Software Carpentry at the Library of Congress

In February, we hosted 40 librarians, archivists and data wranglers at the Library of Congress to learn advanced skills in managing digital collections.
National Digital Initiatives (NDI/NP/NIO) hosted a Software Carpentry workshop, inviting staff from the Library, the DC Public Library and federal libraries for hands-on learning in the programming language Python, the version-control software Git, and the command-line interface Bash.
Software Carpentry trainer Mark Laufersweiler conducts programming and coding workshop at the Library of Congress, February 16, 2017. Photo by Shawn Miller.
Software Carpentry is a volunteer, non-profit organization that provides short, intensive workshops to help researchers automate tasks and manage information. It started with scholars in the physical sciences who found that traditional graduate programs were not preparing them for the challenges of working with data for their research products. Software Carpentry workshops have lately been adapted for social sciences, the humanities, and libraries.
“Librarians and archivists are already using these tools to accession and manage digital collections,” said Jaime Mears, who helped organize the event. “They are mostly self-taught, looking to get a job done. I am constantly inspired by the resourcefulness and ingenuity of my colleagues. NDI wants to help give the profession a boost when it comes to learning, and we think Software Carpentry is a good model for that.”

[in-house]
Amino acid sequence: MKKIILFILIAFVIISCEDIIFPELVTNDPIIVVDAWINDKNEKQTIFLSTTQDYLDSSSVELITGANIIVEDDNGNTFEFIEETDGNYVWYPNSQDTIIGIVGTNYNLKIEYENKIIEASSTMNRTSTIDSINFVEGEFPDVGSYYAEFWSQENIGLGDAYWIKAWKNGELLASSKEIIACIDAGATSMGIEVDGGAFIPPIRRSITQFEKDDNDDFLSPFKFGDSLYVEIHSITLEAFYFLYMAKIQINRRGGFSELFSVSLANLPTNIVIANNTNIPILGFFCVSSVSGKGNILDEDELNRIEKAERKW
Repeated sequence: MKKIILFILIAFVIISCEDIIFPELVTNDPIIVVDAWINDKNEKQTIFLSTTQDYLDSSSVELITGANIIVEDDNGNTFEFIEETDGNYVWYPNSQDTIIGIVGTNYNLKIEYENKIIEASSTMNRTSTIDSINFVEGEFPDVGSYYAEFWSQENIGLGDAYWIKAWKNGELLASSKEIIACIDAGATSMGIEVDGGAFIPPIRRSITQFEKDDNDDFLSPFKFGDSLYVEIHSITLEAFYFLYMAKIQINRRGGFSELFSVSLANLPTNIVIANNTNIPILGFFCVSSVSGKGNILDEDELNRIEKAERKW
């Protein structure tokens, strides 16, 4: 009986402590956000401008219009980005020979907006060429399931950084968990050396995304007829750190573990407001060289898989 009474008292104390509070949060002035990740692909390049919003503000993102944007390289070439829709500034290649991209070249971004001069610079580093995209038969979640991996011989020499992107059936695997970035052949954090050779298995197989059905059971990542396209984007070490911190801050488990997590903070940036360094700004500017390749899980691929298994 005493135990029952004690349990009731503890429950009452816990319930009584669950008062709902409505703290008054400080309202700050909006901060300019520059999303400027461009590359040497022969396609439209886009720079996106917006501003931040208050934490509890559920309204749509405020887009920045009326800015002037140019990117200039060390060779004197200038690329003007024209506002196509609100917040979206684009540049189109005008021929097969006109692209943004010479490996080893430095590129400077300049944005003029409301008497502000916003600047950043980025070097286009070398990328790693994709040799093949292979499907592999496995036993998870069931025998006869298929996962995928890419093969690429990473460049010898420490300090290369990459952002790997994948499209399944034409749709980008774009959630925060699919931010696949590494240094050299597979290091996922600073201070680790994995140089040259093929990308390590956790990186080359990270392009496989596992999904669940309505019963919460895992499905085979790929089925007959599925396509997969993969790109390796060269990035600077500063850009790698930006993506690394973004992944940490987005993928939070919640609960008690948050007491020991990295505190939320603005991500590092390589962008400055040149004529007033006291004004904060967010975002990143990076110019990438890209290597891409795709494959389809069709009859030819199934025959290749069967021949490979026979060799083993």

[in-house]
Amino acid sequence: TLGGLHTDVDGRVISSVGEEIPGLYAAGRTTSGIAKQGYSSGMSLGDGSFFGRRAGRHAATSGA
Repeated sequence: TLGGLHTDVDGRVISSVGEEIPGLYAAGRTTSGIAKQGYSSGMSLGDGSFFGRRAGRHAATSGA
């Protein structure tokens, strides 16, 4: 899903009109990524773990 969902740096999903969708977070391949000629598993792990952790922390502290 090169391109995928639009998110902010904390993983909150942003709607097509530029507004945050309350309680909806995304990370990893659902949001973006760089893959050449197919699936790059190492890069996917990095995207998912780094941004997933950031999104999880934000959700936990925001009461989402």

The goal of the workshop isn’t to teach librarians to become application developers but to give them greater fluency with or new uses for tools they are usually already using.
Julia Kim, Digital Assets Specialist for the American Folklife Center searches for a string of characters in the command line, February 16, 2017. Photo by Shawn Miller.
“I can see an opportunity to use scripts to improve researchers’ experience in the reading room,” said Kathleen O’Neill, a senior archives specialist in the Manuscript Division. “For those researchers with limited experience with digital collection material, we could provide a library of simple scripts to search, analyze and report on the born-digital collection material.”
The workshop was taught by Mark Laufersweiler and Mark Stacy of the University of Oklahoma Libraries. Also on hand for the day were professional coders who could help students as they got stuck. Mostly from the Repository Development Group and Web Services in OCIO, these staff members have worked closely with the curatorial divisions and have seen their challenges firsthand.
“Joining the workshop as helpers encouraged the mutual understanding between my staff and the curatorial staff – probably the most valuable part of the experience for us,” said David Brunton, Supervisory IT Specialist.
The organizers were pleased to see such a range of experience and perspectives among the attendees, which included librarians from NIST and the Peace Corps and executive management at the Library.
“I was eager to gain exposure to some of the programming basics that are important in the digital humanities both so that I could advocate more intelligently for these new modes of scholarly inquiry (and so that I could understand what my colleagues in NDI are talking about),” said Jane McAuliffe, Director of National and International Outreach.
NDI, which hosted the event as part of its mission to provide digital leadership for libraries and archives throughout the country, is considering hosting more Software Carpentry events in the future. The staff of the division can be contacted at ndi@loc.gov.